Of course, in theory, you can wear whatever you want. Not unlike a stroll across Maracas Beach at any given time, whenever you do so, is to open yourself to public scrutiny. Also, in theory — if you have the money and desire to, you can play yourself in whatever the hell you so desire — you can gate-crash but expect to be held accountable for those decisions on the public stage of the streets for carnival.
I’d wager that people don’t gate-crash as much though, that we are all held hostage to public opinions and the body and beauty ideals that we wrangle with or whole-heartedly subscribe to; that there’s always that one section or few sections designated for a certain type of woman’s body; that the discourse sets more of the tone for how vast numbers of women end up contextualising or rationalizing their carnival costume choices.
In, around, and between the frontlines and backlines
A friend of mine is playing mas, frontline at that, for the first time next year in a popular, relatively new mas band. She is a lovely, full-figured young woman and most of her reticence and initial fear from what she’s told me is located in the notion that her body type might be wrong for costume wearing and she had to free herself from that judgement — fed by our current cultural discourse on carnival bodies and beauty — and it still feels revolutionary to hear her proclaim love for her customised bustier and feel her excitement to experience carnival for the first time.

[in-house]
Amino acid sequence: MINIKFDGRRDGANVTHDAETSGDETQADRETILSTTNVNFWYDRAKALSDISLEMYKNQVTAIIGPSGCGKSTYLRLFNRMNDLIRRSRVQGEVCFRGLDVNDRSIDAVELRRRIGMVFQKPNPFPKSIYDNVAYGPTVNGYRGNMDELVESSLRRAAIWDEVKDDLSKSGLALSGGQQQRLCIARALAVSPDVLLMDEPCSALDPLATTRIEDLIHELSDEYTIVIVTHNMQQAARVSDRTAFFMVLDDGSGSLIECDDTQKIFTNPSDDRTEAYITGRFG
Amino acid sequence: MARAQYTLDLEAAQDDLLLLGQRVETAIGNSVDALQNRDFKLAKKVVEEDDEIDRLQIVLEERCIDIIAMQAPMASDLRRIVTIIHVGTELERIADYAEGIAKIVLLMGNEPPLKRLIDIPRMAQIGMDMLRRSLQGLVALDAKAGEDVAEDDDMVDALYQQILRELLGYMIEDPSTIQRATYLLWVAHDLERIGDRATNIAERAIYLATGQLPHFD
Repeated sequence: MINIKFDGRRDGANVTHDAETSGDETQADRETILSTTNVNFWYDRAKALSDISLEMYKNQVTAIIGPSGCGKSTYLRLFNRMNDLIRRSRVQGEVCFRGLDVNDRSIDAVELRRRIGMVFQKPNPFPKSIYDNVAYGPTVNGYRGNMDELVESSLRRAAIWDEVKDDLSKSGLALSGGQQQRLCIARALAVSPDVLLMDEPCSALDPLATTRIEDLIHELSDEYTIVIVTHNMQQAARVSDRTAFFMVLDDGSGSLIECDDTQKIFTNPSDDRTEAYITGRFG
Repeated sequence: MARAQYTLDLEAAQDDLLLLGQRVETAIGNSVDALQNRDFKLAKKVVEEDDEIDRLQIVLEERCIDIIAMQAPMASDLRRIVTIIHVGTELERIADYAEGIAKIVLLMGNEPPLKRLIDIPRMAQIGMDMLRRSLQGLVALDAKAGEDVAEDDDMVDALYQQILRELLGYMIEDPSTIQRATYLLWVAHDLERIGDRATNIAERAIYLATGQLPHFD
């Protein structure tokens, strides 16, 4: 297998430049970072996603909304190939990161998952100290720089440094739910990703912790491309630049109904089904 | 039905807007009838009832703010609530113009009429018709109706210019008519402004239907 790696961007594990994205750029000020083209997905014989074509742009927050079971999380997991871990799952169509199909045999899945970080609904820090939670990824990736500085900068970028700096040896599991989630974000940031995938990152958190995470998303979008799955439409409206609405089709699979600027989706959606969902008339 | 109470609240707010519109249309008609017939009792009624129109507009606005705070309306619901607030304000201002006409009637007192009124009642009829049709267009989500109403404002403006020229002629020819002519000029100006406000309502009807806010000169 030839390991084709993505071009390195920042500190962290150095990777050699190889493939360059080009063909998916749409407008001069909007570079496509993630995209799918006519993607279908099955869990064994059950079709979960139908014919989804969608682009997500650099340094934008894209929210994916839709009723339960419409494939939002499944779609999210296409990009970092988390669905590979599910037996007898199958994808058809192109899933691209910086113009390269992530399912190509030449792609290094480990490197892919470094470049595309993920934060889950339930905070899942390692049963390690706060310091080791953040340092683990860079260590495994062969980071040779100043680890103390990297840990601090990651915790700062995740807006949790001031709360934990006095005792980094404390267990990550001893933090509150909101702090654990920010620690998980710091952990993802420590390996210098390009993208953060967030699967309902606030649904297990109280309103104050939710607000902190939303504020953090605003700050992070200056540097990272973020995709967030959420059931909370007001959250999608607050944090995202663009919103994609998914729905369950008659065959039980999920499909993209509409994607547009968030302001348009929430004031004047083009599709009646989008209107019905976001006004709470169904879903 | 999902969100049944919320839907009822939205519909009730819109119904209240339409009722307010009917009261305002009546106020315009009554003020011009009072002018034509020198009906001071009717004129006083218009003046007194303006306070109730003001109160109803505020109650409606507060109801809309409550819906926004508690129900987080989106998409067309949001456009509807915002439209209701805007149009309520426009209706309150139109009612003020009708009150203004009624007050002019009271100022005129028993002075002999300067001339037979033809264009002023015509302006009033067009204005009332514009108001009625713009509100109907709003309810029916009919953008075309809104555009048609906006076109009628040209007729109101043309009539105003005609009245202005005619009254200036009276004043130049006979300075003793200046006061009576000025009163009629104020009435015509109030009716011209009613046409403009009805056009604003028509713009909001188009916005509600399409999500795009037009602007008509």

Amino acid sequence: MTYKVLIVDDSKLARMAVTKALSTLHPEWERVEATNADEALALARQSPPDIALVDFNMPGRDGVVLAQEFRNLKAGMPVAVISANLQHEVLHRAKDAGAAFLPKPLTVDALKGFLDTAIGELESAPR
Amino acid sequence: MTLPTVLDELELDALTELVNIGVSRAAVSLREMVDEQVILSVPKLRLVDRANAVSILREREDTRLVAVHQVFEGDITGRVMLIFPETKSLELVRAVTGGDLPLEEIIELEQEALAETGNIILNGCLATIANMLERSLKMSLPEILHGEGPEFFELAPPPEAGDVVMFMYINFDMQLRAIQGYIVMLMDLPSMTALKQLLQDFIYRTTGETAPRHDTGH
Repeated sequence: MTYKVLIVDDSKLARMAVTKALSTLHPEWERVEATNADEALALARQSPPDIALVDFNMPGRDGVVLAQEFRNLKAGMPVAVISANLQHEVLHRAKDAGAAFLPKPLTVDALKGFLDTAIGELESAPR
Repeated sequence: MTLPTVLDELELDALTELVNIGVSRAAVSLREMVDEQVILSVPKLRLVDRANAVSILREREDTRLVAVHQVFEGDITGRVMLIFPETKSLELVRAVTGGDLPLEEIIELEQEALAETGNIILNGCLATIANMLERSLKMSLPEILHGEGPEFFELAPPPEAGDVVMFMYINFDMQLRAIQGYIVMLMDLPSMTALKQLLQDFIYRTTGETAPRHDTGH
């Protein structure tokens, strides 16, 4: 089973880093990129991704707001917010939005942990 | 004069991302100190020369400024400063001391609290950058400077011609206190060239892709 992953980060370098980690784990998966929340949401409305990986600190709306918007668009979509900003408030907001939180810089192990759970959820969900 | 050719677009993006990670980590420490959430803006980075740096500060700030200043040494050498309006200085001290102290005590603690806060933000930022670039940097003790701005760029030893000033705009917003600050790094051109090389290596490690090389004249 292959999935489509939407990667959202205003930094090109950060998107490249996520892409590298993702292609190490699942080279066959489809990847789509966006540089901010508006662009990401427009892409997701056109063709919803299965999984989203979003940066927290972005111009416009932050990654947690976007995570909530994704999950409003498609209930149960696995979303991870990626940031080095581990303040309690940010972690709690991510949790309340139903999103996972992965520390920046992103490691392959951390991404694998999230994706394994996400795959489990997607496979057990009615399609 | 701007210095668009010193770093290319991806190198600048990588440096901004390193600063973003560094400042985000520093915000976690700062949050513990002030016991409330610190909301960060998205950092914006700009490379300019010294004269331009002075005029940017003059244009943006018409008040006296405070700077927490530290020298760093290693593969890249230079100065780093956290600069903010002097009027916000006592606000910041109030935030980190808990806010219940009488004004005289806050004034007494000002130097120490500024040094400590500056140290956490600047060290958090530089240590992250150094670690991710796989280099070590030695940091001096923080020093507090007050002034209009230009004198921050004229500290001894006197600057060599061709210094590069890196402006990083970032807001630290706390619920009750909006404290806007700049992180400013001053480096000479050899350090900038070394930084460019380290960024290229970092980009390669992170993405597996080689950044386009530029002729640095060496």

Mas playing, if it’s for you, can be a wonderful, potentially psychologically freeing experience, among other things. In many ways, you can feel deeply connected to humanity too — in the sea of bodies sweating and gyrating and thronging in stride with you, or squeezing through a street in Port of Spain in unison with others dressed exactly like you, or at least, under the same band banner, if you’re not remaining in your section.